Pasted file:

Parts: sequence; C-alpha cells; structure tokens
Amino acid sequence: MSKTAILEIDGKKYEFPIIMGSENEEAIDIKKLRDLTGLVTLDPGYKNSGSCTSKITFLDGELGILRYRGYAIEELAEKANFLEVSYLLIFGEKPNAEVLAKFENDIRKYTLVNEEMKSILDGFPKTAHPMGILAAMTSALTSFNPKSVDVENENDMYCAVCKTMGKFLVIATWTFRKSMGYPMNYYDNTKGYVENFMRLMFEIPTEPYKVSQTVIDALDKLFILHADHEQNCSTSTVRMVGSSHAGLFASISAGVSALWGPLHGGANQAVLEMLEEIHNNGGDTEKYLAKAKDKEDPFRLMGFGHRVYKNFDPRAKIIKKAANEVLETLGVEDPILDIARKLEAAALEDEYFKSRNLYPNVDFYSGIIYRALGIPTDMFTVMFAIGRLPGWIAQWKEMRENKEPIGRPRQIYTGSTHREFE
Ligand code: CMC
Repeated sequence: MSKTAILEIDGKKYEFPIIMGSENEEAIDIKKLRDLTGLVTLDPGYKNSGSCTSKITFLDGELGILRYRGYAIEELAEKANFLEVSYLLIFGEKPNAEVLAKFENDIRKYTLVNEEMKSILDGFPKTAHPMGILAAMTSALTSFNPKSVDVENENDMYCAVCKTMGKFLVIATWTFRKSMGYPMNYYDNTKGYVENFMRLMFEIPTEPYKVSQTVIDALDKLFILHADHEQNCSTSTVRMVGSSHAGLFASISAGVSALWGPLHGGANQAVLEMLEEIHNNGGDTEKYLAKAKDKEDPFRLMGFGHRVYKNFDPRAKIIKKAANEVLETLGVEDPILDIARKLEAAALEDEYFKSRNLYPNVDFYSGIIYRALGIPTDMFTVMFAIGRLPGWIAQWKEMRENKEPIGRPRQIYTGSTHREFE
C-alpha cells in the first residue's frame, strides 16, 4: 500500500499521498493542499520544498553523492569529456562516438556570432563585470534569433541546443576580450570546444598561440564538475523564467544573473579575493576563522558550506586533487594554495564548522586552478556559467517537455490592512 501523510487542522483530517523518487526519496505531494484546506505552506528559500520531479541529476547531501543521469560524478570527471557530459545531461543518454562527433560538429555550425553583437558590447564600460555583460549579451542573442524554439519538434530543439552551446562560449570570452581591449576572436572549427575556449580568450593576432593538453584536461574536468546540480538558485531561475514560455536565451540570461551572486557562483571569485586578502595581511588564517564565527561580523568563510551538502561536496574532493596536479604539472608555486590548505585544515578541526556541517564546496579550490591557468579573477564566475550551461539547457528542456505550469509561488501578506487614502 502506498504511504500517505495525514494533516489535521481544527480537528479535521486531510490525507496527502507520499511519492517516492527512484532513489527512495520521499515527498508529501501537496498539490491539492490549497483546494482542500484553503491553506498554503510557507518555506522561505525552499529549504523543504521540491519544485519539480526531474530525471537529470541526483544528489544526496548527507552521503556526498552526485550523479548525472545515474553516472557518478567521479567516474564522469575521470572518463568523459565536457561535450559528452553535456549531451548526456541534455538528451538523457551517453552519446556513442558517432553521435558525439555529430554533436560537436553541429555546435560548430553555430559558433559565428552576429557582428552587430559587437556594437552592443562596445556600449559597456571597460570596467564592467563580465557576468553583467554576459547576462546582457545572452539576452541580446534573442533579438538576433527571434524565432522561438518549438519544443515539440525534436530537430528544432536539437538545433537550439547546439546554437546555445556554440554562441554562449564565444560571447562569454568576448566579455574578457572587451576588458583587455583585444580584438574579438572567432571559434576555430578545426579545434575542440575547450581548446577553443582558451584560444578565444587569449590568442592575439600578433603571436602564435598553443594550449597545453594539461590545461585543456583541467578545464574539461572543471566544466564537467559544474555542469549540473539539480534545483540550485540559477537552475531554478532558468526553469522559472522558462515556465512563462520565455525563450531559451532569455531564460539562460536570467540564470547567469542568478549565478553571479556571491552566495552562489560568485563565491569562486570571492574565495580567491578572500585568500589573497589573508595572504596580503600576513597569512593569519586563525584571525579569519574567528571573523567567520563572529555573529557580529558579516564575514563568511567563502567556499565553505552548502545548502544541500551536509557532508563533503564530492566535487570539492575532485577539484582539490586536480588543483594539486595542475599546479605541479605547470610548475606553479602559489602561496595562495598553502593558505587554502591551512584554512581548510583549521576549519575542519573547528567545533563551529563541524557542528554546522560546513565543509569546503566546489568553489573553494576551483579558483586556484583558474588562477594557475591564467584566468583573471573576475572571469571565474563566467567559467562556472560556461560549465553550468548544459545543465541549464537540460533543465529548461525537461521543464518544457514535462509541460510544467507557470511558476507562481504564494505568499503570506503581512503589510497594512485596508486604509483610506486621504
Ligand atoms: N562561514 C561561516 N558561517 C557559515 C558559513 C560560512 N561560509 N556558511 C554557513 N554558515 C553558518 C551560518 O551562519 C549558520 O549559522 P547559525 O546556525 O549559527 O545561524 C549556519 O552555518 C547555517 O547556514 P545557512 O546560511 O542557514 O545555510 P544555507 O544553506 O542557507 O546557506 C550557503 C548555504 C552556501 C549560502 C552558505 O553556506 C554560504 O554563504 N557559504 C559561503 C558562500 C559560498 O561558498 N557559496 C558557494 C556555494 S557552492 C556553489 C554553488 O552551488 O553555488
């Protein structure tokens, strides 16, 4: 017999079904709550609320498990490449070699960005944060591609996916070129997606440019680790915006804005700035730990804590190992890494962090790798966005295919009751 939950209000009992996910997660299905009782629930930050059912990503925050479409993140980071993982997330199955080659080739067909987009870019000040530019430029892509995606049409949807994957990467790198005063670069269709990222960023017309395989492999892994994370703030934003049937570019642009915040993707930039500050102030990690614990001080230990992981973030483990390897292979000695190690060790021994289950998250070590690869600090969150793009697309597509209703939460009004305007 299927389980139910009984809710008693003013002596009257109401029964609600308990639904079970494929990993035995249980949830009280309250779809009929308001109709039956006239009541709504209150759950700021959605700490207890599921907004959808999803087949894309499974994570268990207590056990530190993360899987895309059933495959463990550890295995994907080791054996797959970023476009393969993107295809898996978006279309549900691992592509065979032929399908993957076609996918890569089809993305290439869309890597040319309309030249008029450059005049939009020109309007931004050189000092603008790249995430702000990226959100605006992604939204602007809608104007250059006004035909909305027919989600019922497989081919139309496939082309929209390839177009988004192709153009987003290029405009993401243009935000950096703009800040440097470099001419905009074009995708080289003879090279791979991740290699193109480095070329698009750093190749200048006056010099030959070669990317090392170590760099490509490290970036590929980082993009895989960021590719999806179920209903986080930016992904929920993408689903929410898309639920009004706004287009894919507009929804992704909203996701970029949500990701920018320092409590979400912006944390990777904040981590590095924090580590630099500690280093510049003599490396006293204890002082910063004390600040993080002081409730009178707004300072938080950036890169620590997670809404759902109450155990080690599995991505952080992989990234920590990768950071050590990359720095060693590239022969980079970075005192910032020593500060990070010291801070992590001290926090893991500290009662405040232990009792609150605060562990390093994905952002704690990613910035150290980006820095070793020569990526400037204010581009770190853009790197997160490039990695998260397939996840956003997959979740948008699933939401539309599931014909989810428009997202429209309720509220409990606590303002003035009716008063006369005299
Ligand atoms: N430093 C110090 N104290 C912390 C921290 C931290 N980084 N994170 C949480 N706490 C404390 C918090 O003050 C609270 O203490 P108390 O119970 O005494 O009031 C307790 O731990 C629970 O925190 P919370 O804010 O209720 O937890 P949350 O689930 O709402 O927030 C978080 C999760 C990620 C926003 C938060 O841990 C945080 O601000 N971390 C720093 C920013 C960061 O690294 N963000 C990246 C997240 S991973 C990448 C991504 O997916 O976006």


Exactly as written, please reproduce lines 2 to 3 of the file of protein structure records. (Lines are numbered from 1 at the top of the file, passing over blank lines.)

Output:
Amino acid sequence: MSKTAILEIDGKKYEFPIIMGSENEEAIDIKKLRDLTGLVTLDPGYKNSGSCTSKITFLDGELGILRYRGYAIEELAEKANFLEVSYLLIFGEKPNAEVLAKFENDIRKYTLVNEEMKSILDGFPKTAHPMGILAAMTSALTSFNPKSVDVENENDMYCAVCKTMGKFLVIATWTFRKSMGYPMNYYDNTKGYVENFMRLMFEIPTEPYKVSQTVIDALDKLFILHADHEQNCSTSTVRMVGSSHAGLFASISAGVSALWGPLHGGANQAVLEMLEEIHNNGGDTEKYLAKAKDKEDPFRLMGFGHRVYKNFDPRAKIIKKAANEVLETLGVEDPILDIARKLEAAALEDEYFKSRNLYPNVDFYSGIIYRALGIPTDMFTVMFAIGRLPGWIAQWKEMRENKEPIGRPRQIYTGSTHREFE
Ligand code: CMC